Update: The Swedish Granary, formerly attributed to the Swedes of the New Sweden Colony of the 17th century, was built in 1783, not ca. 1650, says the Tree Ring Project

Readers of this website already know that the Swedish Granary is a 14′ X 30′ log building that once stood on the Fralinger farm in the Dutch Neck area of Lower Hopewell Township.  In 1973, the architectural historians G.E. Brumbaugh and A.F. Ruthrauff pronounced the building to be of Swedish provenance, related to the New Sweden colony of the 17th century.  In 1975, it was moved to its present site behind the Gibbon House where it has been a popular exhibit evocative of the colonial period when Swedes and Finns first settled southern New Jersey.

Faced with the building’s preservation issues, Cumberland County Historical Society decided to try to determine its age using tree ring science or dendrochronology.  Two successive project grants were awarded by the New Jersey Historical Commission in 2014 and 2016.  These grants enabled a sustained research project conducted by dendrochronologists Prof. Ed Cook and Bill Callahan. Having ascertained that the Granary was made of Atlantic White Cedar logs, both men–using special boring tools–extracted many core samples from a wide variety of house timbers, logs, and living trees, all of Atlantic White Cedar wood.  These samples were then processed: tree rings were measured and cross-dated both within and between timbers, logs, and living trees, thus rendering the calendar-year dated master tree-ring chronology needed to exactly date the Granary.  Over time–more than 2 years of time, in fact–several master chronologies were created which by December 2016 were sufficient to date the Granary.  That date is not from the 17th century as Brumbaugh and others had speculated, but rather 1783-84.  For a narrative of how Cook and Callahan came to their conclusion, please refer to the “Dendrochronology Report” link below.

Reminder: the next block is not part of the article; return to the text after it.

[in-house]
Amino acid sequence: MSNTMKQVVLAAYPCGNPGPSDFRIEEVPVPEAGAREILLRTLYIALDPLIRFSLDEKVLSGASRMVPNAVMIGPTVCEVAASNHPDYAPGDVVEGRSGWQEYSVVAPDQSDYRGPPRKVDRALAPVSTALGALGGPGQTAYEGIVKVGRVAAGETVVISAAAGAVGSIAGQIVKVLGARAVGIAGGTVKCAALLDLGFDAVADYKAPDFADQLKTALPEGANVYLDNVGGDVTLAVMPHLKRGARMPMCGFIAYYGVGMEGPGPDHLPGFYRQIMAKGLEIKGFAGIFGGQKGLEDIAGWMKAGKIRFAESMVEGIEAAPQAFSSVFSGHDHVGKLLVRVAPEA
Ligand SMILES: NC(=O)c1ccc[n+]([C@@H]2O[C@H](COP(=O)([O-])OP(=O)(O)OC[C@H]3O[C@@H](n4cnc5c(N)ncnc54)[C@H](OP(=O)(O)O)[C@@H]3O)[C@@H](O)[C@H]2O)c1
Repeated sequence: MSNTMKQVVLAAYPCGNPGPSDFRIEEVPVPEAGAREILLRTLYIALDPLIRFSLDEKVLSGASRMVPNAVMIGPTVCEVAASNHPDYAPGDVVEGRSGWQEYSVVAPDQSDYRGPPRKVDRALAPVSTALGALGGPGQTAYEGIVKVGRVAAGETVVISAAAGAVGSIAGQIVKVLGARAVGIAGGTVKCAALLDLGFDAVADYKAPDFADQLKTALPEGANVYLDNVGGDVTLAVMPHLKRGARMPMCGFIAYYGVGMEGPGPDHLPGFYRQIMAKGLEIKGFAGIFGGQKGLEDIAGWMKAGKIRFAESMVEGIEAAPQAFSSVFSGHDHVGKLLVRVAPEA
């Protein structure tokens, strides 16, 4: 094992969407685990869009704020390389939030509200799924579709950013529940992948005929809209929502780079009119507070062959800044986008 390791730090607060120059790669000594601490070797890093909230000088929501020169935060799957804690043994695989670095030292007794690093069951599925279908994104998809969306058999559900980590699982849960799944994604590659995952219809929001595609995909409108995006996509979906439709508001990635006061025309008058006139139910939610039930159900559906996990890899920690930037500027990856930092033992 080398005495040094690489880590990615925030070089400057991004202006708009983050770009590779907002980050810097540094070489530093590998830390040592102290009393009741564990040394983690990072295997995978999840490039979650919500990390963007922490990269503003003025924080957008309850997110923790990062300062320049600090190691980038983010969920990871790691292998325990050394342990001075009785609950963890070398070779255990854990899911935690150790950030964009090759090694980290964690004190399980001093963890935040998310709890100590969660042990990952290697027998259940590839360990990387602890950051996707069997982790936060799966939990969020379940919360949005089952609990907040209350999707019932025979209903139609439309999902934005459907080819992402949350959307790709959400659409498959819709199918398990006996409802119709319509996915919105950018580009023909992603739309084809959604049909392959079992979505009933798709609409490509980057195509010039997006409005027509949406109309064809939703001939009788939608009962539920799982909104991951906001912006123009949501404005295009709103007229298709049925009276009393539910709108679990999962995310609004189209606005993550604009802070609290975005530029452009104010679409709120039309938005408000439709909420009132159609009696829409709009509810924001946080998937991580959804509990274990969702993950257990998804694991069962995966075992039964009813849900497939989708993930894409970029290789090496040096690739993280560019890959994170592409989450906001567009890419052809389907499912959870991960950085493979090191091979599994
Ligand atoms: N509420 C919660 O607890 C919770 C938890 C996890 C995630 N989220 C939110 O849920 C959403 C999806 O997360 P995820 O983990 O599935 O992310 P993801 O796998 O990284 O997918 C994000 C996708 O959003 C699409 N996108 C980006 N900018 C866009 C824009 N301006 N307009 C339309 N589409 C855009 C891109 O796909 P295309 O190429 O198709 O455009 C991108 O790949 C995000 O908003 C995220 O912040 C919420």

What does this mean for our beloved Granary that presumably now belongs to the Federal period?  It means that CCHS will now undertake a thorough reinterpretation of the building, using a variety of approaches: title searches, archaeology, close analysis of construction details, and so on.  This effort has already begun.

Some might question whether the Society has lost something in having the 1650 date overturned.  I don’t believe so.  In fact, much has been gained in the process of carrying out the project.  We have learned much about Atlantic White Cedar and its uses in our region; about the many buildings visited and explored, both log and timber-framed; about the people who own such buildings; and about the unique physical environments where the cedar trees live.  From my point of view, the project has been a long process of discovery, one that I intend to describe in the near future.  For now, we may have lost a legend, but gained a fact that may turn out to be a better foundation for a new legend.

Some may think that the new date has compromised CCHS’s connection to the New Sweden colony. That is debatable, since log construction will always be associated with colonial-era Swedes and Finns.  Furthermore, southern New Jersey along with the entire Delaware Valley will always have its New Sweden history.  In fact, the project shows that CCHS takes that history seriously.  In tying together log buildings throughout the region, the project has improved the quality of information about the New Sweden period.

So whichever direction CCHS is led in in its research for a new interpretation, there is the feeling of a new beginning in the quest to pierce this building’s abiding mystery.

On Sunday, May 7, 2017 at 2 PM, at Lummis Library, one half of our dendrochronological team, Bill Callahan, will present a seminar on the Swedish Granary Tree Ring Project and on the “Dendrochronology Report” that he co-wrote with his partner, Dr. Ed Cook. The seminar is part of our lecture series, so the public is invited at no charge.  In preparation, please read the report linked below. While much of the report is for the general reader, some of it will be difficult for most non-specialists.  But, please do the best you can and bring your questions.  It should make for a fascinating presentation.  Bill may be joined by his partner, Dr. Cook.

Thank you for your interest in the Granary and this project.  We trust you will continue with us as we try to understand this inscrutable building.  Feel free to contact the writer of this update, Joe Mathews, at Lummis Library.   And, as usual, stay tuned.

Dendrochronology Progress Report, January 2017